James Iredell


James Iredell was born in England but sent to Edenton because of situations that had occurred within his family. Being of humble birth, James’ mother had to ask favors of her kin to get her son’s passage to the colonies. George III appointed Iredell to oversee activities of the port. Here Iredell’s job was in the customs house looking at what was being shipped in and out of the port, a tax collector. While in Edenton, Iredell would study law under Samuel Johnston. Iredell writing to his father stated that the Johnston family was, “without exception, the first in this country in every respect, and in none more distinguishingly than in possessing an uncommon share of good sense, and more admired rules of conduct.” In 1771 he would be admitted to the bar and well on his way to higher posts. Iredell also found love in the Johnston household. Hannah Johnston, sister of Samuel Johnston, was the young lady that caught his eye. They married in 1773 and together had four children. Their son James Iredell, Jr. would become Governor of North Carolina. The home in which they lived, located in Edenton, remained in the family until Hannah Iredell passed away in 1826.

During the time around the Revolution, Iredell would serve as collector of the port for the Crown. His convictions were strong though and he would support the Whig or Patriot cause. Iredell, during the time of revolution, would become a leading essayist. His work, “Principles of an American Whigs,” came before the Declaration of Independence with similar principles. The principles being wrongs the crown imposed on the colonists. While at war with Great Britain, Iredell helped North Carolina set up their judicial system.

After the Revolution in 1787 the Philadelphia convention proposed there be a Constitution. Iredell would push for acceptance of the Constitution to be passed within North Carolina. He would be the floor leader of the North Carolina Federalist at the first convention within North Carolina. North Carolina would refuse the Constitution though, until it accepted a Bill of Rights. The Constitution would pass in 1789 at the second convention thanks to the papers of Iredell. Due to Iredell’s hard work in getting the Constitution to pass within North Carolina; George Washington would elect Iredell as a member of the Supreme Court. While a Federal Judge, Iredell helped both President Washington and John Adams. He is best known for the cases of Chisholm v. Georgia, and Calder v. Bull. The Chisholm case dealt with Alexander Chisholm suing the State of Georgia for money his family had loaned them during the American Revolution. Iredell was the only Supreme Court Judge to vote against the plaintiff. The result of this would be the passing of the Eleventh Amendment. “The Judicial power of the United States shall not be construed to extend to any suit in law or equity, commenced or prosecuted against one of the United States by Citizens of another State, or by Citizens or Subjects of any Foreign State.” The other case Calder v. Bull in which Iredell said the Supreme Court has the right to review legislative acts. Serving for nearly a decade on the Supreme Court, James Iredell had a tremendous affect on how people look at the Constitution. Iredell, overworked, fell ill and died in 1799. He is currently buried in Edenton at the Johnston Family Cemetery.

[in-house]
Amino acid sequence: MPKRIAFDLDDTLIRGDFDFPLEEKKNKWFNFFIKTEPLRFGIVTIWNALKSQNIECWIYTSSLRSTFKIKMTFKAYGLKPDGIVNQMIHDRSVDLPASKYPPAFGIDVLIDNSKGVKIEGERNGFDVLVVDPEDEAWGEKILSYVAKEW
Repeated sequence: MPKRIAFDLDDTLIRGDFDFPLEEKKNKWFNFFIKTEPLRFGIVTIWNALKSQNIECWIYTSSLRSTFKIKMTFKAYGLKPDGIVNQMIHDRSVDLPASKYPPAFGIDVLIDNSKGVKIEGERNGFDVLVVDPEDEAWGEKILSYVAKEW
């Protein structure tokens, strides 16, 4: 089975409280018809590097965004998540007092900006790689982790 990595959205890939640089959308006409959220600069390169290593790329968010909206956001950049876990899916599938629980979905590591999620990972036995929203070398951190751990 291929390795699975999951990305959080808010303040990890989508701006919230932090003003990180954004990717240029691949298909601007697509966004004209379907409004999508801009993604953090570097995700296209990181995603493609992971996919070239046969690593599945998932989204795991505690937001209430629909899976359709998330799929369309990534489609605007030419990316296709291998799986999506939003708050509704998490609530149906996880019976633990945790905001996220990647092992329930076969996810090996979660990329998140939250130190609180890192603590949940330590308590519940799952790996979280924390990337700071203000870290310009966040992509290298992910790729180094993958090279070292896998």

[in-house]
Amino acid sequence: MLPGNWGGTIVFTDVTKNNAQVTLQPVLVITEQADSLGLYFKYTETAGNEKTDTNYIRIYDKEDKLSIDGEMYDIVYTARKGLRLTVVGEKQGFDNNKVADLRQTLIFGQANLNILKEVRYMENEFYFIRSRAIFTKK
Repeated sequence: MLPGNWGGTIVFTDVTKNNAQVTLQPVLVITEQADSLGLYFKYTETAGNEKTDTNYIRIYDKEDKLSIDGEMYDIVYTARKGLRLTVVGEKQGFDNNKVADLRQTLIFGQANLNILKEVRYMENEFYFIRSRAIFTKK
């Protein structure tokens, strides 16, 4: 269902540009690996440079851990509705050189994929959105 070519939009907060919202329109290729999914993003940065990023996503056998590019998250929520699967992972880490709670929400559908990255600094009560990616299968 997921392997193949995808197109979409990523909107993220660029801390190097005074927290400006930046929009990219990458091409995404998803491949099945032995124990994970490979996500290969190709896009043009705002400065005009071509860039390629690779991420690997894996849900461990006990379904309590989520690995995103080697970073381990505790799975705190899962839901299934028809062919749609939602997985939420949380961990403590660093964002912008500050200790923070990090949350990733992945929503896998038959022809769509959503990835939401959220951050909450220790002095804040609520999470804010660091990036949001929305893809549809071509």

Butler, Lindley S. (1976). North Carolina and the coming of the Revolution 1763-1776. Raleigh, NC: North Carolina Department of Cultural Resources.

Camp, Louis Van. (2001). Edenton and Chowan County, North Carolina. Charleston, SC: Arcadia.

Edenton Woman’s Club. (1970). Guide book, colonial Edenton and countryside, Edenton, North Carolina. Chowan Herald Inc. Edenton, NC.

North Carolina History Project. (2013). James Iredell, Sr. In Encyclopedia. Retrieved March 17, 2013, from Link